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Is America An Empire Now?

Discussion in 'International Politics' started by Sunstone, Feb 4, 2008.

  1. Sunstone

    Sunstone De Diablo Del Fora
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    Is America now an empire? What do you think? Why?
     
  2. kai

    kai ragamuffin

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  3. doppelganger

    doppelganger Through the Looking Glass

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    We have been for some time: Puerto Rico, the Marianas Islands, the Philippines, Cuba for a while, Panama and in a less direct manner in other CA countries like Honduras, El Salvador and Nicaragua, and now add Iraq to the list.
     
  4. Sunstone

    Sunstone De Diablo Del Fora
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    Does the US need to occupy extensive tracts of other people's territory to be an imperial power?
     
  5. doppelganger

    doppelganger Through the Looking Glass

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    That's sort of the idea behind an "Empire" though I'd say that using economic means to dominate the local government and economic affairs is the same thing.
     
  6. Valjean

    Valjean Veteran Member
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    At the high watermark of the Roman Empire they had 37+ foreign military bases.
    At the apex of the British Empire they had 36.
    The Pentagon now lists 737 "official" foreign US military bases, and it's widely acknowledged that there are a great deal more, some of them quite large. The US has garrisoned the planet. The US military budget exceeds that of the entire rest of the world!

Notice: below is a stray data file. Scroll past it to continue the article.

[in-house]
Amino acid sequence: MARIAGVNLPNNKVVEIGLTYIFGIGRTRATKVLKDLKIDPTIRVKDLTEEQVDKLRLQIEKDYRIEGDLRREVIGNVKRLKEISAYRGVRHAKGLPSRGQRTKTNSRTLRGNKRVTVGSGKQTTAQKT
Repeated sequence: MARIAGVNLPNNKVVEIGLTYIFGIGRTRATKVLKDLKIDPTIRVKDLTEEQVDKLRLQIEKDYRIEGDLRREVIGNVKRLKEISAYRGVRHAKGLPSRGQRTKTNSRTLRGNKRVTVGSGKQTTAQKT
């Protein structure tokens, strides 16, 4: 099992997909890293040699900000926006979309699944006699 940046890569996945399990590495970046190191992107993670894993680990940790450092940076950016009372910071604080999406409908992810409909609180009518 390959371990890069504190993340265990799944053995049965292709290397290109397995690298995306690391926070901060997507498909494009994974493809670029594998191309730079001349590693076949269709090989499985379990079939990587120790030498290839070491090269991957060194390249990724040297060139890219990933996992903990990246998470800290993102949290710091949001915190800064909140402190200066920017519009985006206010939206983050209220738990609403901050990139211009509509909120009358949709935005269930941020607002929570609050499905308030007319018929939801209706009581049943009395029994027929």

Then there's the issue of the US economic hegemony. America's made a banana republic of much of the developing world for decades, and dominates the world economy.

    Is the US an empire? Is the Pope Catholic?
     
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  7. kai

    kai ragamuffin

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    no comparison its utter nonsence is the US an empire? no is Bush an emporer? no . pure America bashing , the US has a sphere of influence and it has allies but get real

    look at british military bases for 2006 we have more now than when we were an empire

    http://www.dasa.mod.uk/natstats/tsp6/tsp6_jan06.pdf
     
  8. lamplighter

    lamplighter Almighty Tallest

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    Well some would call Bush a dictator though, look at the Uniting and Strengthening America by Providing Appropriate Tools Required to Intercept and Obstruct Terrorism Act of 2001 (PATRIOT Act). The PATRIOT Act has removed so many civil liberties in one fell swoop that George W. Bush now holds the record for removing more civil liberties than any other president. We also have an embargo on Cuba which has placed a great deal of economic oppression on its people, but so has the country's dictatorship so we're both to blame for the crimes against its people. America also has a rather large cultural impact on most of the world as well. So like Seyorni said "Is the US an empire? Is the Pope Catholic?".